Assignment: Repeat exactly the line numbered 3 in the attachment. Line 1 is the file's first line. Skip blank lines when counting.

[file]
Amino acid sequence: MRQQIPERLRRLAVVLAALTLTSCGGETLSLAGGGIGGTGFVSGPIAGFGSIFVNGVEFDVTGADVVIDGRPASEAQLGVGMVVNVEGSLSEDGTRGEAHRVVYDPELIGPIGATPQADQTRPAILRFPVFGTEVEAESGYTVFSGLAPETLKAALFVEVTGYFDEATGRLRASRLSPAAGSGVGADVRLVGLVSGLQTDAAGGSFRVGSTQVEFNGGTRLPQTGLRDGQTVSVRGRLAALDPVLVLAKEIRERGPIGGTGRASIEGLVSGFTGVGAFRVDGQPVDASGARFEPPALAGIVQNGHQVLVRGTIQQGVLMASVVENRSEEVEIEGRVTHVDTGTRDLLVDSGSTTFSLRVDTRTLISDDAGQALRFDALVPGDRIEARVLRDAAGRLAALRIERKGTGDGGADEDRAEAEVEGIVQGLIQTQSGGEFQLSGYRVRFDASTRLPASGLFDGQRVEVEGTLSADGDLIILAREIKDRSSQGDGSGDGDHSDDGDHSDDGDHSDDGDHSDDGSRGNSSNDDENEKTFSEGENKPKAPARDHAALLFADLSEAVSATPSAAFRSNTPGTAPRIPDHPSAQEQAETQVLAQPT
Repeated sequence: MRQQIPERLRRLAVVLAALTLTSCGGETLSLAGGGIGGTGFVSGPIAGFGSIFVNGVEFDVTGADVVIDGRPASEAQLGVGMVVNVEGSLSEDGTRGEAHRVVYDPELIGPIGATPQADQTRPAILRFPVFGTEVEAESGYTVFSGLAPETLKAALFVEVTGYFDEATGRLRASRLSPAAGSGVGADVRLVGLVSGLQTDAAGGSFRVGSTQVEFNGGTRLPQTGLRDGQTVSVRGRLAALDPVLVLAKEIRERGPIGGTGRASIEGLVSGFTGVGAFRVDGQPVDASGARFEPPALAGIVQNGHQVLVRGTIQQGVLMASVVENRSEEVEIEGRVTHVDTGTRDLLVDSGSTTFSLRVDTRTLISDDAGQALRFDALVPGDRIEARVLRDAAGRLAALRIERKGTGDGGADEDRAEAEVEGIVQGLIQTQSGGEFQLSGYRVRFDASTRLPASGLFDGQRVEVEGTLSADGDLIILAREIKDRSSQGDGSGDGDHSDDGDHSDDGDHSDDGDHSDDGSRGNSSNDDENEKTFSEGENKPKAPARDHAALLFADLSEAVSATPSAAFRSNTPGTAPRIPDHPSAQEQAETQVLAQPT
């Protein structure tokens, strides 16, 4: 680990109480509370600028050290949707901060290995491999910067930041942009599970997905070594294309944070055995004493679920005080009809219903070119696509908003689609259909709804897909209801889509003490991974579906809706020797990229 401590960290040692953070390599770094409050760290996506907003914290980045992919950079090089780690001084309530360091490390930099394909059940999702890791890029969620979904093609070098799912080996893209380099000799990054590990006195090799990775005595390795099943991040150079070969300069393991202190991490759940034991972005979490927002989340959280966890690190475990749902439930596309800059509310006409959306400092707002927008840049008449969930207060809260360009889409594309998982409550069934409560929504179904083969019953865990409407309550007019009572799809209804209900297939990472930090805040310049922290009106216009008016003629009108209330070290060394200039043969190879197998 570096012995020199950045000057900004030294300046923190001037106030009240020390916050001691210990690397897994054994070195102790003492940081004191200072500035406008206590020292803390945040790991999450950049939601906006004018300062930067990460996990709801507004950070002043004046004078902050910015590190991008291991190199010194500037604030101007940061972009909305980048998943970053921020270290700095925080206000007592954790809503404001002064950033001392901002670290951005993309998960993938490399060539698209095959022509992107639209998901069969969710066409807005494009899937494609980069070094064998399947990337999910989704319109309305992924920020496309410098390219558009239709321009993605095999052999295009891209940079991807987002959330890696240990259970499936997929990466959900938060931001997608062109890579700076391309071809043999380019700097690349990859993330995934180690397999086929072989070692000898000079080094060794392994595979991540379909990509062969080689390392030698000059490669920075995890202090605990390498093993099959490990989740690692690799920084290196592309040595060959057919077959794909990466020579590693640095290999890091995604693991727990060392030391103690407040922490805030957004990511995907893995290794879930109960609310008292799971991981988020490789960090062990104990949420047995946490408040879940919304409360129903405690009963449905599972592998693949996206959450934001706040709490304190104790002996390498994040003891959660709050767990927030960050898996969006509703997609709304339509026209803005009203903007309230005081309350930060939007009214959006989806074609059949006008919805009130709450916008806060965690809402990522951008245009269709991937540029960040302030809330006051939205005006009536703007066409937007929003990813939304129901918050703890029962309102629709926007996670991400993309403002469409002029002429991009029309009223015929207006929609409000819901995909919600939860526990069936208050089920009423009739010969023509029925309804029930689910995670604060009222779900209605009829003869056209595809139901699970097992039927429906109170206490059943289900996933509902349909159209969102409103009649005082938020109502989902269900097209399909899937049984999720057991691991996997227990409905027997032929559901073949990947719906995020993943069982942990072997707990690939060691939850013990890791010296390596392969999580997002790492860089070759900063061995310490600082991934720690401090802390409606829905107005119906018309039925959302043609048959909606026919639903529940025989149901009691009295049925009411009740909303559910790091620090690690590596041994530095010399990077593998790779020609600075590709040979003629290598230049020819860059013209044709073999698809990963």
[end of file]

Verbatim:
């Protein structure tokens, strides 16, 4: 680990109480509370600028050290949707901060290995491999910067930041942009599970997905070594294309944070055995004493679920005080009809219903070119696509908003689609259909709804897909209801889509003490991974579906809706020797990229 401590960290040692953070390599770094409050760290996506907003914290980045992919950079090089780690001084309530360091490390930099394909059940999702890791890029969620979904093609070098799912080996893209380099000799990054590990006195090799990775005595390795099943991040150079070969300069393991202190991490759940034991972005979490927002989340959280966890690190475990749902439930596309800059509310006409959306400092707002927008840049008449969930207060809260360009889409594309998982409550069934409560929504179904083969019953865990409407309550007019009572799809209804209900297939990472930090805040310049922290009106216009008016003629009108209330070290060394200039043969190879197998 570096012995020199950045000057900004030294300046923190001037106030009240020390916050001691210990690397897994054994070195102790003492940081004191200072500035406008206590020292803390945040790991999450950049939601906006004018300062930067990460996990709801507004950070002043004046004078902050910015590190991008291991190199010194500037604030101007940061972009909305980048998943970053921020270290700095925080206000007592954790809503404001002064950033001392901002670290951005993309998960993938490399060539698209095959022509992107639209998901069969969710066409807005494009899937494609980069070094064998399947990337999910989704319109309305992924920020496309410098390219558009239709321009993605095999052999295009891209940079991807987002959330890696240990259970499936997929990466959900938060931001997608062109890579700076391309071809043999380019700097690349990859993330995934180690397999086929072989070692000898000079080094060794392994595979991540379909990509062969080689390392030698000059490669920075995890202090605990390498093993099959490990989740690692690799920084290196592309040595060959057919077959794909990466020579590693640095290999890091995604693991727990060392030391103690407040922490805030957004990511995907893995290794879930109960609310008292799971991981988020490789960090062990104990949420047995946490408040879940919304409360129903405690009963449905599972592998693949996206959450934001706040709490304190104790002996390498994040003891959660709050767990927030960050898996969006509703997609709304339509026209803005009203903007309230005081309350930060939007009214959006989806074609059949006008919805009130709450916008806060965690809402990522951008245009269709991937540029960040302030809330006051939205005006009536703007066409937007929003990813939304129901918050703890029962309102629709926007996670991400993309403002469409002029002429991009029309009223015929207006929609409000819901995909919600939860526990069936208050089920009423009739010969023509029925309804029930689910995670604060009222779900209605009829003869056209595809139901699970097992039927429906109170206490059943289900996933509902349909159209969102409103009649005082938020109502989902269900097209399909899937049984999720057991691991996997227990409905027997032929559901073949990947719906995020993943069982942990072997707990690939060691939850013990890791010296390596392969999580997002790492860089070759900063061995310490600082991934720690401090802390409606829905107005119906018309039925959302043609048959909606026919639903529940025989149901009691009295049925009411009740909303559910790091620090690690590596041994530095010399990077593998790779020609600075590709040979003629290598230049020819860059013209044709073999698809990963």